DETROIT (REUTERS) - Elon Musk's turn as host of this week's Saturday Night Live (SNL) television programme will be a light-hearted, brand-building break from the pressures of running Tesla and SpaceX - or land the billionaire in another bucket of hot water.
That uncertainty appears to be the point for both Musk and NBCUniversal's venerable comedy sketch show.
Musk has been encouraging fans and detractors to anticipate shenanigans, potentially involving the Dogecoin cryptocurrency.
Musk has touted Dogecoin on his Twitter account, and the cryptocurrency's value has soared ahead of his appearance.
"I'm a wild card, no telling what I might do," Musk, wearing a black bandana, joked in a brief promotional video for the show alongside Saturday's musical guest, Miley Cyrus.
"Same here," Cyrus said. "Rules? No thanks."
Musk has been in New York this week preparing for the appearance. A photo posted to the Saturday Night Live Twitter account on Wednesday showed him hunched over papers, wearing a "Nuke Mars" T-shirt.
Musk has mused about using nuclear weapons to reshape the Red Planet for human habitation.
Some SNL cast members have expressed displeasure at the show's decision to give its platform to one of the world's richest people. Musk's appearance has drawn comparisons to the show's controversial decision in 2015 to invite Donald Trump to host as he was preparing for his presidential run.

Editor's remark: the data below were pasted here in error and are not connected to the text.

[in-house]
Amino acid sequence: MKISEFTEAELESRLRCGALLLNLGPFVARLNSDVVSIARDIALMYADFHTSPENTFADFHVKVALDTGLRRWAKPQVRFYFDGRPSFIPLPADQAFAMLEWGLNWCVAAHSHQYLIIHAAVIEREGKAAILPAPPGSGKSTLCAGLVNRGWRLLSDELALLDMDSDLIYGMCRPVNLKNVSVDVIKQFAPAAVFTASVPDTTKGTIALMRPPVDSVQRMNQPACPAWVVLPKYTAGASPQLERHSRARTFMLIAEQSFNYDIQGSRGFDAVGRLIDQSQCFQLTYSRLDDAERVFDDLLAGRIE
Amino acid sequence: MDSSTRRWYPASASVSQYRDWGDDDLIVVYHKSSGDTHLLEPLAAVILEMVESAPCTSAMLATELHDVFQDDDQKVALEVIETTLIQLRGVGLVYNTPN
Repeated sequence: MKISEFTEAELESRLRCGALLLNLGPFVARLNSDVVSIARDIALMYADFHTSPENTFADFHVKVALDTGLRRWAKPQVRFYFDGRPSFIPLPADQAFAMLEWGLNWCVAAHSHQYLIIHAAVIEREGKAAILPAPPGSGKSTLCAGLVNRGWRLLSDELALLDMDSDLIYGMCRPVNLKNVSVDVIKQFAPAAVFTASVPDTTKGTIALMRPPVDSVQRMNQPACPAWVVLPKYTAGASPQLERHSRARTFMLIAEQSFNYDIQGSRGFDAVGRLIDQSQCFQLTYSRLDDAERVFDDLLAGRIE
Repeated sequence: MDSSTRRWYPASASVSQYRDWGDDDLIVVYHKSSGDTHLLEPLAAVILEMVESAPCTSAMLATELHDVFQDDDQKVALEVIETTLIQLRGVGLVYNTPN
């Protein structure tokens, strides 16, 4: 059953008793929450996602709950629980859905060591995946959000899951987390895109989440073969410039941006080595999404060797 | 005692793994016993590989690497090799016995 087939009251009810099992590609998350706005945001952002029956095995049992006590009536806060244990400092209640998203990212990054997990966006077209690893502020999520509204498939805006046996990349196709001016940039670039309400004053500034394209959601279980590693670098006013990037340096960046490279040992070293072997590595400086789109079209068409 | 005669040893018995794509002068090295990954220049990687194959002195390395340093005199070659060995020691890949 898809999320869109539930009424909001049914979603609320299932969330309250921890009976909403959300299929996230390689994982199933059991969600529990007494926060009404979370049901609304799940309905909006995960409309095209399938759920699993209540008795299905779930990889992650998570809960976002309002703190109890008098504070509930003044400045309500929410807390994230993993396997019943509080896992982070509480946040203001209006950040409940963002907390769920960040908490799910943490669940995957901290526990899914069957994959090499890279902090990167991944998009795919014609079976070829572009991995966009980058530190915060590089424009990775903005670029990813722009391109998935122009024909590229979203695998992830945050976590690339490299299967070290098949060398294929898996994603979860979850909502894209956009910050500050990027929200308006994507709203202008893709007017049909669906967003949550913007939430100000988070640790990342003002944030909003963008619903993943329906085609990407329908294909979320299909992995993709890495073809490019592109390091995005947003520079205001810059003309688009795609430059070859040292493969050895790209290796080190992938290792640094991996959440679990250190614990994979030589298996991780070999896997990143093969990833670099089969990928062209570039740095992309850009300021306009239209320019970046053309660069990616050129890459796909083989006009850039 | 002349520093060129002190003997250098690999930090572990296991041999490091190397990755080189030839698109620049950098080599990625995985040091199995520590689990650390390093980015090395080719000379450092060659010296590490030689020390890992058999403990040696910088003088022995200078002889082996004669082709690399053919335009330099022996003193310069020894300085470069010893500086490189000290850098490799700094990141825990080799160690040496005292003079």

Although it is rare for a business executive to host SNL, South Africa-born Musk, 49, is no stranger to pop culture or comedy.
He has appeared on The Simpsons, Rick And Morty, and South Park, and dates a pop star, Canadian singer Grimes.
Musk's persona helped inspire Robert Downey Jr's portrayal of superhero Iron Man in a series of Marvel films.
His humour also shows in the names of Tesla car models S, 3, X and Y ("sexy"). He once built and sold flamethrowers to promote his tunnel venture, the Boring Company. In 2018, Musk smoked marijuana on a live web show, and later offered US$420 a share - a drug reference - to take Tesla private.
While Musk has been getting ready for the cameras, Tesla has been in a rough patch.
Longtime major shareholder Baillie Gifford disclosed it had sold 41 per cent of its Tesla shares. Police in California are investigating a fatal accident in which a Tesla crashed into an overturned truck. Documents prepared by California regulators said Tesla executives do not believe Tesla can deliver the "Full Self Driving" autonomous vehicle technology this year, contradicting Musk's statements.